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Red Clover, Red Clover, Let Good Health Come Over

June 15, 2009

Due to its high nutritional content, Red Clover is the base for many tinctures. Many health-conscious people add a little Red Clover to their salads. If you pick your clover from your own property, make sure the dog and cat haven’t passed that way recently.

Red Clover has also been widely used for its antispasmodic and expectorant properties. It helps to relieve the lungs of congestion and can soothe a sore throat. It is in many remedies for whopping cough, bronchitis, asthma, and numerous other cough-related issues. In a honey-sweetened tea, Red Clover flower has been known to loosen phlegm and calm bronchial spasm. It is also used in tinctures, capsules and infusions. While writing this article, I decided to put Red Clover to the test locally.

There is a little boy in our community who had a bad, persistent cough. I gave his mother Red Clover tops and Licorice Root to make a tea. She did, and the tea quickly calmed the little boy’s cough.

Red Clover has been used for centuries to treat cancer. Today, researchers are discovering more about why it has proven to have a positive effect in cancer’s treatment. Red Clover contains isoflavones (substances that act against estrogen), helping defeat breast cancer, prostate cancer, and more.

By the same properties (isoflavones), it is being used for pre- and post-menopausal women. Research has also shown that it helps to strengthen the arterial walls. So much new research is being done that it is hard to keep up with the amazing new findings. Well, this is Shoshanna from I encourage you to Learn and Live Well.

Cough Tea
3   part packed Red Clover Tops
1   part Licorice Root
¼  part Lobelia Leaf
½  part Ginger Root

Heat water on stove with little of herb mixture until hot. Let sit with lid on a few minutes and strain herbs off. Add a little raw honey and enjoy your tea! You can also make it like you do coffee.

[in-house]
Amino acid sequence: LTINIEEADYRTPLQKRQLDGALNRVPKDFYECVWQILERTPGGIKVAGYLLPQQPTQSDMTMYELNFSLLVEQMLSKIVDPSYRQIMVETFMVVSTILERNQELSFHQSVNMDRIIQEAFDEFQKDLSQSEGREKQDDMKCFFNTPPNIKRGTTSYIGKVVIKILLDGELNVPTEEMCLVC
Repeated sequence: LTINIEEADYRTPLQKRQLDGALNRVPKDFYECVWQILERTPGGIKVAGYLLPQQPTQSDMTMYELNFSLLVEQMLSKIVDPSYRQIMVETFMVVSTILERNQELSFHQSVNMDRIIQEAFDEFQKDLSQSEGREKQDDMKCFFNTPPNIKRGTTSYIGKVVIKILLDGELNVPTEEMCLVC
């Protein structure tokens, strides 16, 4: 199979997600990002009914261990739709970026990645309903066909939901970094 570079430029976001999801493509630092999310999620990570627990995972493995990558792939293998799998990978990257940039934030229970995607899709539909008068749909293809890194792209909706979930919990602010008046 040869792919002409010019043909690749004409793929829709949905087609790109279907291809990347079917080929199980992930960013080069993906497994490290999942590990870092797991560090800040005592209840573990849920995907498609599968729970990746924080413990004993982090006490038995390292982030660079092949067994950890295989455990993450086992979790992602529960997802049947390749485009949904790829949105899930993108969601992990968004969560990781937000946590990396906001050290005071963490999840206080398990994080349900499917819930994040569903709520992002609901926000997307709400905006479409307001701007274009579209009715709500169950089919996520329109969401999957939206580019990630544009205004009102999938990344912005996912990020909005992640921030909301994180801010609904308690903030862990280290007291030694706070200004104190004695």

I made an immune-building tincture for my family; we take it every time there is a sickness going around. I call it ImLife.

ImLife Tincture
1 ½  part Red Clover Top
2 part Olive Leaf (Herbal antibiotics, immune booster)
1 part of each Pau D’Arco Bark, Cats Claw Bark (fungus fighter and yeast killer)
½ part of each Dandelion Root, Burdock Root, Butcher Broom root (blood purifiers)
½ part Echinacea Root (immune booster, fights infection)
1 part Nettle Leaf (highly nutritious, builds blood)

Fill a clean glass jar with 2/3 of herb mix, maybe a little more. Fill jar with 90 proof rum or whiskey, screw lid on, label including all the herbs. The alcohol will break down the herbal properties in about 3 weeks. Shake once a day to help keep all the herbs loose. After 3 or 4 weeks strain herbs off and throw away. Honey can be added to liquid tincture to make it more palatable. Keep tincture in a place out of sun and not too warm. Cabinet works great!
Two very simple books you might find useful are The How to Herb Book and Practical Herbalism.

Bulk Herb Store sells books, herbs, heirloom seeds, and premixed herbal tinctures. To learn more about herbs and how to use them, go to

Write to us at Bulk Herb Store, 26 West 6th Ave. Lobelville, TN 37097 or call toll-free: 1-877-278-4257.

For NGJ readers: Get 10% OFF entire purchase June 15–July-15, 2009! Use promotional code Herb09

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3 comments on “Red Clover, Red Clover, Let Good Health Come Over”

  1. I have tried to look at Shoshanna's web site of the Bulk Herb Store. Most of the page is taken up with a blank, white space. I can only see a small portion of the information. There is no way to move the information over to be able to read the rest of it. Can you tell me how I can view her entire site? Thank you.

  2. I looked for the books recommended in this article, but can't find them. Do you know where I could purchase them? Amazon sells books by a similar title, but with a different author.

    Thank you!